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Wednesday, 26 August 2009

Death on the Nile (1978)

Director: John Guillermin
Stars: Peter Ustinov, Jane Birkin, Lois Chiles, Bette Davis, Mia Farrow, Jon Finch, Olivia Hussey, George Kennedy, Angela Lansbury, Simon MacCorkindale, David Niven, Maggie Smith and Jack Warden

Agatha Christie's great Belgian detective Hercule Poirot made it to the big screen pretty early on with Austin Trevor playing the role in three films in the early thirties. Then there was nothing until the highly ill advised 1965 supposed comedy The Alphabet Murders with Tony Randall, but when the star studded Murder on the Orient Express was such a success, both critically and commercially, there was no doubt that the character would return to the big screen soon. It returned with an actor who would stamp his ownership on the part, the multi-talented Peter Ustinov.

Though Christie's daughter Rosalind Hicks said, 'That's not Poirot,' when she first saw him, to this day he's what most people visualise when they think of the character. He would go on to play Poirot in five further films, following this up with Guy Hamilton's Evil Under the Sun and ending with Michael Winner's Appointment with Death in 1988. Ian Holm also played the role in Murder By the Book and Alfred Molina would take on the part for the 2001 remake of Murder on the Orient Express. The closest challenger to Ustinov though may well be David Suchet, who played the role for many years on BBC television.

He may be top billed as Poirot, but Ustinov was far from the only star here. Death on the Nile may not have as many great names as its predecessor but it has some real catches and the names are thrown out there on the screen before anything else. How about this for a cast list: Jane Birkin, Lois Chiles, Bette Davis, Mia Farrow, Jon Finch, Olivia Hussey, George Kennedy, Angela Lansbury, Simon MacCorkindale, David Niven, Maggie Smith and Jack Warden?

Any Poirot mystery needs a murder victim and a whole slew of suspects. The victim is an American heiress by the name of Linnet Ridgeway, who is to come into her inheritance when she marries. She soon does just that, to the fiance of a close friend, Jacqueline de Bellefort. He's Simon Doyle, who Jacqui was pushing to run Linnet's English estates, and Jacqui, in the able form of Mia Farrow, is more than a little upset about it. In fact she follows them on their honeymoon to Egypt, bitter and twisted to no small degree, dogging their every footstep in an attempt to piss them off, something she does admirably and very publicly.

Of course such behaviour makes her the perfect frame. When Poirot asks her politely to cease and desist, she suggests to him that not only won't she leave them alone, she could happily kill her former friend. She even waves a gun under his nose to show that she has the means. Later on the Karnak, a paddle steamer cruising down the Nile with a full compliment of notable tourists, she gets flamboyantly drunk and shoots her former lover in the leg. The pistol goes mysteriously missing from the saloon but is promptly used again by person or persons unknown: Mrs Linnet Ridgeway Doyle is shot dead in her cabin.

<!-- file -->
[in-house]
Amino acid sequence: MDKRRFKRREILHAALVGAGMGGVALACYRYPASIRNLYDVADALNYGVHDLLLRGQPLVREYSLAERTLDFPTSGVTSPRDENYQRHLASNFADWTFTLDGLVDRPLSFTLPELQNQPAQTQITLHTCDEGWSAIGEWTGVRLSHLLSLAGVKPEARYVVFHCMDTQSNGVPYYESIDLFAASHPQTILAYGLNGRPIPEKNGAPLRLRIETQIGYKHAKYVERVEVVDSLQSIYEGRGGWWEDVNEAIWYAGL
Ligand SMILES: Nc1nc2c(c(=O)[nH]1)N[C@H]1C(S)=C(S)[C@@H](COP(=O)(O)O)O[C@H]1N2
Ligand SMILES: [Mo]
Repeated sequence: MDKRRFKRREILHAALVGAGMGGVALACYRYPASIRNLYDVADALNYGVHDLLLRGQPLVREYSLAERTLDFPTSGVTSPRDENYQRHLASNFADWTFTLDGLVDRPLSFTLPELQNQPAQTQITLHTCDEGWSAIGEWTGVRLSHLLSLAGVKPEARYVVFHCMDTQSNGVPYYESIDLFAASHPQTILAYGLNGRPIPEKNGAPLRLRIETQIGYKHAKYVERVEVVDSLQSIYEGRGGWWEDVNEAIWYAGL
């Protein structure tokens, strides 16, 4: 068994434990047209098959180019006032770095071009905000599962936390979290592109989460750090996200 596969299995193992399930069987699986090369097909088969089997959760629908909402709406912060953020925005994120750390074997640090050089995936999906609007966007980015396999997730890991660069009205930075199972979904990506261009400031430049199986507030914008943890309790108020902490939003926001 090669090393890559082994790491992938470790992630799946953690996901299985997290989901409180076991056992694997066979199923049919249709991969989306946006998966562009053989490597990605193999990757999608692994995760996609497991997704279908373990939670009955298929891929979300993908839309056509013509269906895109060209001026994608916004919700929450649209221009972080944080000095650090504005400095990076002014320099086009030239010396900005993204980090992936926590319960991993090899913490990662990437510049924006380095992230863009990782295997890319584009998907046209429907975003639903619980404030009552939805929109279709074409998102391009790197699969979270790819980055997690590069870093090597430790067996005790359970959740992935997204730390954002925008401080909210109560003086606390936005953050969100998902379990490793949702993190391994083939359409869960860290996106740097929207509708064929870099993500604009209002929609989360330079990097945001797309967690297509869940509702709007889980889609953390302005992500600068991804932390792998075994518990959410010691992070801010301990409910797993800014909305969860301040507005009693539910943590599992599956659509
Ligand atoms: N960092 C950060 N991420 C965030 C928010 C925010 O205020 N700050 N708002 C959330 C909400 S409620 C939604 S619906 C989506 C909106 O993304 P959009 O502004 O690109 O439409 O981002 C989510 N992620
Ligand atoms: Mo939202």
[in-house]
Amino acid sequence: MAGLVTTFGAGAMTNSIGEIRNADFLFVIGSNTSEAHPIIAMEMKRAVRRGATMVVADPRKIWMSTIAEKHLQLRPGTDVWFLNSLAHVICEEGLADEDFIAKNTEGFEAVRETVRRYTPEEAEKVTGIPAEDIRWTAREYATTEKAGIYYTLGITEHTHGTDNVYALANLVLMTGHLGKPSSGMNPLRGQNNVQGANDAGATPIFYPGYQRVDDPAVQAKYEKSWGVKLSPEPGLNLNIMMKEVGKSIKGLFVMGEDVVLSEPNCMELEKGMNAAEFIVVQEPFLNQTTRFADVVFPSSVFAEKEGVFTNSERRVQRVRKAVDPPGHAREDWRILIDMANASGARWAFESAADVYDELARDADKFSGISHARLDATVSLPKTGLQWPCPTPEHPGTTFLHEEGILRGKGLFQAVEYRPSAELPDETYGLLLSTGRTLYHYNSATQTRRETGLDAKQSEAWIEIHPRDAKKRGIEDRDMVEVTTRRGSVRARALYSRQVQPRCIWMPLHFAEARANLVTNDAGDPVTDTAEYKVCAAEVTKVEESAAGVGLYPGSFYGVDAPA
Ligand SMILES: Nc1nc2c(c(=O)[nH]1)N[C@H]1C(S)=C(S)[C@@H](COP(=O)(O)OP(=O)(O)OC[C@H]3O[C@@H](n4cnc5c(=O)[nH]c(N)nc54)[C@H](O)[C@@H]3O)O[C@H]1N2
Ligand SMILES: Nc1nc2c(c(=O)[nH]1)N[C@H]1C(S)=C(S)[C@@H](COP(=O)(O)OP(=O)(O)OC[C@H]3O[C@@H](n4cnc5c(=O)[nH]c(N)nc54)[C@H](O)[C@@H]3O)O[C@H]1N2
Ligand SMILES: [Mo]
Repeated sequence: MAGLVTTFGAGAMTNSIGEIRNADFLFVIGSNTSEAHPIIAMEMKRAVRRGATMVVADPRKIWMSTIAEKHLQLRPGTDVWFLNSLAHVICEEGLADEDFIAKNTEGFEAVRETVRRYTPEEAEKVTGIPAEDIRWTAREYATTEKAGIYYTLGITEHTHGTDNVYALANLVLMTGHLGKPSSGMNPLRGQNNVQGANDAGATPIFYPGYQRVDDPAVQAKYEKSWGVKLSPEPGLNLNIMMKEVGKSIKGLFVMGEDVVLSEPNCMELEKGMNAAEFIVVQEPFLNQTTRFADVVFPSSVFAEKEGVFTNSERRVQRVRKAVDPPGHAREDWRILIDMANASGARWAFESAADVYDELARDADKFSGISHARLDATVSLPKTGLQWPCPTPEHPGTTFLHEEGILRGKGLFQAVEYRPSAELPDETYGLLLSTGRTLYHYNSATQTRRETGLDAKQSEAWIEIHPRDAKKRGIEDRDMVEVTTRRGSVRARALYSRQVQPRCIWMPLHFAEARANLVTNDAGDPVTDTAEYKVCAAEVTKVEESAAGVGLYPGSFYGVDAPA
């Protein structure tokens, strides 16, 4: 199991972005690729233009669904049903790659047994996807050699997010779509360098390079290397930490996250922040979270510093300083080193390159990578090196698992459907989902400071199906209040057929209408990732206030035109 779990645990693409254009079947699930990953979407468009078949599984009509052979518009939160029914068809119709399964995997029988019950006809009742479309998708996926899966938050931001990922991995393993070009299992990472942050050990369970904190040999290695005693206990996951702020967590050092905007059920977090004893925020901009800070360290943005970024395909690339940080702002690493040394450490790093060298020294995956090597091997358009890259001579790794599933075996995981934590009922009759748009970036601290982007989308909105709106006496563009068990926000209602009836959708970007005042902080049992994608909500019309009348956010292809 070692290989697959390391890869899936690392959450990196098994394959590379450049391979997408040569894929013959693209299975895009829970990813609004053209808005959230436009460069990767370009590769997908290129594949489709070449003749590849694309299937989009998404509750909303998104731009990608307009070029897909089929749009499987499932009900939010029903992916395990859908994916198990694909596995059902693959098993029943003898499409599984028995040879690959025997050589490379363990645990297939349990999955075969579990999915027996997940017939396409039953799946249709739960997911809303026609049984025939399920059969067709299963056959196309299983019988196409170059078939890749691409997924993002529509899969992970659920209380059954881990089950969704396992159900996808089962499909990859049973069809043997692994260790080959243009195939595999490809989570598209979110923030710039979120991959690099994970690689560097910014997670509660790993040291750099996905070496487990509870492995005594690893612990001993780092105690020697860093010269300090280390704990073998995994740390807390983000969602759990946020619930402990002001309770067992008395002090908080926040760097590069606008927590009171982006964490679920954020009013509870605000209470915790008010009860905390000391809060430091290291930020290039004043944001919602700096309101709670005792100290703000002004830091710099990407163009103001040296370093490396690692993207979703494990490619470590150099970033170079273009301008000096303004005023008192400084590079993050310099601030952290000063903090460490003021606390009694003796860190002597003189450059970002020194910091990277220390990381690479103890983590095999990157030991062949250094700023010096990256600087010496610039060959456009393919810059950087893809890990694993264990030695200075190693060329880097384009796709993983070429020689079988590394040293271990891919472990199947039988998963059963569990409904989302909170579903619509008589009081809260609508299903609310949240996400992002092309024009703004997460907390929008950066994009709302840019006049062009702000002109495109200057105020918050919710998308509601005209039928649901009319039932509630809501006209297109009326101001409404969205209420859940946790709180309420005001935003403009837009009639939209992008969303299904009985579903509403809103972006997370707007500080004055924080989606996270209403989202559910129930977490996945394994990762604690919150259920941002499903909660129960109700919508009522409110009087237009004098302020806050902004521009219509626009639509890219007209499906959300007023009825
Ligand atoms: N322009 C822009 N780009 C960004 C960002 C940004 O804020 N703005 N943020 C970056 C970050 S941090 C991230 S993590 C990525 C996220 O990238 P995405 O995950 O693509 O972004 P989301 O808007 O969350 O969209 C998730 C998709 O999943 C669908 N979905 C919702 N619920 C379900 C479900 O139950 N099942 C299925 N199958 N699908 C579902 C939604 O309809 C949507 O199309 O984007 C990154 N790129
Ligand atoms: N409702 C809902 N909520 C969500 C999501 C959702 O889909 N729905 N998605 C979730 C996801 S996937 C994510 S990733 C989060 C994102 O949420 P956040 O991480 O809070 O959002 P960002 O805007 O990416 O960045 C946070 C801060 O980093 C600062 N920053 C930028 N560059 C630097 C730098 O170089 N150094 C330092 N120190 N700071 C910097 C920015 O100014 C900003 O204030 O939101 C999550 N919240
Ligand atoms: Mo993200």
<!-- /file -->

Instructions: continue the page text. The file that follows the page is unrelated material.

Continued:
Naturally almost everyone on the boat has a believable reason to want her dead, something she has a knack of exacerbating. As Poirot observes, 'Mon Dieu, how she makes enemies of them all.' As in all the best Agatha Christie novels, it could be anyone, anyone that is except for the one woman who would seem to be the most obvious suspect as Jacqui was sedated at the time and couldn't possibly have done it. Luckily, of course, Poirot is on board too to investigate, and he has the assistance of Col Johnny Race, who he knows and trusts and who is representing Mrs Doyle's English lawyers. Bizarrely this means that David Niven plays the assistant to Peter Ustinov, who had served as Niven's batman during the Second World War.

It could be Linnet's American lawyer, Pennington, who has been swindling the company and wants to preserve his source of dubious income. He's George Kennedy, a gruff and believable swindler. Linnet's maid Louise, played by delectable Jane Birkin, wants her to meet her promise to provide a dowry for her when she marries an Egyptian. Flamboyant romance novelist Salome Otterbourne is being sued by Linnet for basing a character in one her books on her, and Angela Lansbury overplays the part with joyous abandon. Her daughter Rosalie, played by the delectable Olivia Hussey, wants to save her mother from financial ruin.

Jack Warden plays Dr Ludwig Bessner who wants to sue her for public comments she's made about his clinic but can't because of reputation. Jon Finch as Jim Ferguson is a devout Marxist who is sickened by the rich. Marie van Schuyler, in the blistering form of Bette Davis, merely lusts after the Potsdam pearls that Linnet wears around her neck. Her servant, Miss Bowers, is just as blistering in return, courtesy of Maggie Smith, a fine foil for Bette, and her father was ruined by Linnet's father. All of these stars are more than up to the task, but the story is the thing in an Agatha Christie mystery.

This isn't Murder on the Orient Express by any means. Technically there's no comparison. It's capably told and capably shot, but it's not particularly subtle at all. The director was John Guillermin, who wasn't in the same class as Sidney Lumet, who had made the previous film. He had some hits, such as The Towering Inferno and The Blue Max, but was also responsible for not just the 1976 remake of King Kong but also its sequel, King Kong Lives. At least there was Sheena in there too and anything with Tanya Roberts naked can't be all bad. In the end this is a fun couple of hours and an introduction to Ustinov as Poirot.

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